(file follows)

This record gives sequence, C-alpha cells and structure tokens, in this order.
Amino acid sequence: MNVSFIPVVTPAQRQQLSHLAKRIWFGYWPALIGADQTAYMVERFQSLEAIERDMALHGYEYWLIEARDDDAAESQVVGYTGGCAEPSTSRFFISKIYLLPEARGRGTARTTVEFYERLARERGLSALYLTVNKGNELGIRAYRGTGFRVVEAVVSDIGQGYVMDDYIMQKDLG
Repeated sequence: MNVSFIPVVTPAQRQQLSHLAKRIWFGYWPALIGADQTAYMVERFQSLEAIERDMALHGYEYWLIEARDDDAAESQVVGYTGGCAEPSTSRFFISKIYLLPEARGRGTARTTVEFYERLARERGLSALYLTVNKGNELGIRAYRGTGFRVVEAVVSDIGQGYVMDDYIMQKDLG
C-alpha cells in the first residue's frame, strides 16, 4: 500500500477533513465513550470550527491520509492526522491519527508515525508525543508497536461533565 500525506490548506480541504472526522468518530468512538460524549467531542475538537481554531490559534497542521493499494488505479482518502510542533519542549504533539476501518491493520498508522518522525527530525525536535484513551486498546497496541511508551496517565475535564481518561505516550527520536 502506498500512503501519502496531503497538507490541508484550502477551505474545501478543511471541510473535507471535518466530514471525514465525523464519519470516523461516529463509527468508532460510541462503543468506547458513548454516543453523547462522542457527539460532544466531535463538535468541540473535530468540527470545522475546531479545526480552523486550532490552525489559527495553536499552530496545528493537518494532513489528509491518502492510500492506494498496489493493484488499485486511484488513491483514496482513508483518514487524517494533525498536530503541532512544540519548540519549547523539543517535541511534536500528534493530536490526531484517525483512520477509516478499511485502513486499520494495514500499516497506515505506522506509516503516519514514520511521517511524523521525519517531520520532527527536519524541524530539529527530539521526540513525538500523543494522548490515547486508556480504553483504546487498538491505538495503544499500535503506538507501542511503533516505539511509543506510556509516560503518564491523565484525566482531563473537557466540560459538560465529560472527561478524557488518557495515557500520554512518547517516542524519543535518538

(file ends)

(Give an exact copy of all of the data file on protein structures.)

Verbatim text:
This record gives sequence, C-alpha cells and structure tokens, in this order.
Amino acid sequence: MNVSFIPVVTPAQRQQLSHLAKRIWFGYWPALIGADQTAYMVERFQSLEAIERDMALHGYEYWLIEARDDDAAESQVVGYTGGCAEPSTSRFFISKIYLLPEARGRGTARTTVEFYERLARERGLSALYLTVNKGNELGIRAYRGTGFRVVEAVVSDIGQGYVMDDYIMQKDLG
Repeated sequence: MNVSFIPVVTPAQRQQLSHLAKRIWFGYWPALIGADQTAYMVERFQSLEAIERDMALHGYEYWLIEARDDDAAESQVVGYTGGCAEPSTSRFFISKIYLLPEARGRGTARTTVEFYERLARERGLSALYLTVNKGNELGIRAYRGTGFRVVEAVVSDIGQGYVMDDYIMQKDLG
C-alpha cells in the first residue's frame, strides 16, 4: 500500500477533513465513550470550527491520509492526522491519527508515525508525543508497536461533565 500525506490548506480541504472526522468518530468512538460524549467531542475538537481554531490559534497542521493499494488505479482518502510542533519542549504533539476501518491493520498508522518522525527530525525536535484513551486498546497496541511508551496517565475535564481518561505516550527520536 502506498500512503501519502496531503497538507490541508484550502477551505474545501478543511471541510473535507471535518466530514471525514465525523464519519470516523461516529463509527468508532460510541462503543468506547458513548454516543453523547462522542457527539460532544466531535463538535468541540473535530468540527470545522475546531479545526480552523486550532490552525489559527495553536499552530496545528493537518494532513489528509491518502492510500492506494498496489493493484488499485486511484488513491483514496482513508483518514487524517494533525498536530503541532512544540519548540519549547523539543517535541511534536500528534493530536490526531484517525483512520477509516478499511485502513486499520494495514500499516497506515505506522506509516503516519514514520511521517511524523521525519517531520520532527527536519524541524530539529527530539521526540513525538500523543494522548490515547486508556480504553483504546487498538491505538495503544499500535503506538507501542511503533516505539511509543506510556509516560503518564491523565484525566482531563473537557466540560459538560465529560472527561478524557488518557495515557500520554512518547517516542524519543535518538